A "digital quantum battery" concept proposed by a physicist at the University of Illinois at Urbana-Champaign could provide a dramatic boost in energy storage capacity--if it meets its theoretical potential once built.
The concept calls for billions of nanoscale capacitors and would rely on quantum effects--the weird phenomena that occur at atomic size scales--to boost energy storage. Conventional capacitors consist of one pair of macroscale conducting plates, or electrodes, separated by an insulating material. Applying a voltage creates an electric field in the insulating material, storing energy. But all such devices can only hold so much charge, beyond which arcing occurs between the electrodes, wasting the stored power.
If capacitors were instead built as nanoscale arrays--crucially, with electrodes spaced at about 10 nanometers (or 100 atoms) apart--quantum effects ought to suppress such arcing. For years researchers have recognized that nanoscale capacitors exhibit unusually large electric fields, suggesting that the tiny scale of the devices was responsible for preventing energy loss. But "people didn't realize that a large electric field means a large energy density, and could be used for energy storage that would far surpass anything we have today," says Alfred Hubler, the Illinois physicist and lead author of a paper outlining the concept, to be published in the journal Complexity.


That's all quite interesting, and heaven knows the world needs to finally advance beyond battery technology that Volta could understand. Going directly to Hubler's paper yields the following explanation, spanning pgs. 3 and 4:

Nano plasma tubes are generally forward-biased and if the residual gas emits visible light, they can be used for flat-panel plasma lamps and flat panel monitors... The energy density density in reverse-biased nano plasma tubes is small, because gas becomes a partically ionized, conducting plasma at comparatively small electric fields... In this paper, we investitage energy storage in arrays of reverse-biased nano vacuum tubes, which are similar in design to nano plasma tubes, but contain little or no gas... Since there are only residual gases between the electrodes in vacuum junctions, there is no Zener breakdown, no avalanche breakdown, and no material that could be ionized. Electrical breakdown is triggered by quantum mechanical tunneling of electrode material: electron field emission on the cathode and ion field emission on the anode. Because the energy barrier for electron field emission is large and the barrier for ion field emission even larger, the average energy density in reversed-biased nano vacuum tubes can exceed the energy density in solid state tunnel junctions and electrolytic capacitors. Since the inductance of the tubes is very small, the charge-discharge rates exceed batteries and conventional capacitors by orders of magnitude. Charging and discharging involves no faradaic reactions so the lifetime of nano vacuum tubes is virtually unlimited. The volumetric energy density is independent from the materials used as long as they can sustain the mechanical load, the electrodes are good conductors, and the mechanical supports are good insulators. Therefore, nano vacuum tubes can be built from environmentally friendly, non-noxious materials. Materials with a low density are preferable, since the gravimetric density is the ratio between the volumetric energy density and the average density of the electrodes and supports. Leakage currents are small, since the residual gases contain very few charged particles.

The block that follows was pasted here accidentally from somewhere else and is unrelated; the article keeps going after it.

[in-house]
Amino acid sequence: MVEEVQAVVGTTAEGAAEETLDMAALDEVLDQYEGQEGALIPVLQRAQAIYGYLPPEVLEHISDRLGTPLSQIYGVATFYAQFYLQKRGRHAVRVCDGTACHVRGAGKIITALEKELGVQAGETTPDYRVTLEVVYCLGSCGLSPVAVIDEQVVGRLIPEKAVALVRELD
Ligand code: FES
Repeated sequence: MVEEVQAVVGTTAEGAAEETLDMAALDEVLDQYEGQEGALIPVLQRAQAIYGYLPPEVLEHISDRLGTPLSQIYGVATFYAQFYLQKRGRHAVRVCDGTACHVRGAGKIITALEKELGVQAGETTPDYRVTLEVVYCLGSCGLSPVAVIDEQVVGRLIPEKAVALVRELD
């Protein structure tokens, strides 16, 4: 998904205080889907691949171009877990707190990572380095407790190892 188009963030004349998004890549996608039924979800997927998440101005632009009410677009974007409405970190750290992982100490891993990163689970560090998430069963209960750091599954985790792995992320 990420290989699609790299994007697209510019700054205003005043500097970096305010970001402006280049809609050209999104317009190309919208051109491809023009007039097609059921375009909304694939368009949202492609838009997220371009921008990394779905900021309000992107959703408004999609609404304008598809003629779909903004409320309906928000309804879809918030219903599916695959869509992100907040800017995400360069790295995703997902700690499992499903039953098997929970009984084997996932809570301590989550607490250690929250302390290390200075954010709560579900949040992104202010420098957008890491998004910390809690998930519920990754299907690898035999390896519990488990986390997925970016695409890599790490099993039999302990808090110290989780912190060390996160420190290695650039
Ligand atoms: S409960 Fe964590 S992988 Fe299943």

The thing is is, I think something much like this has been tried, though not for energy storage: The technology Hubler describes seems very similar to the notion of field-emission displays and surface-conduction electron-emitter displays, two closely-related technologies in which nanoscale vacuum tubes are fabricated microlithograhically and arrayed to stimulate phosphors.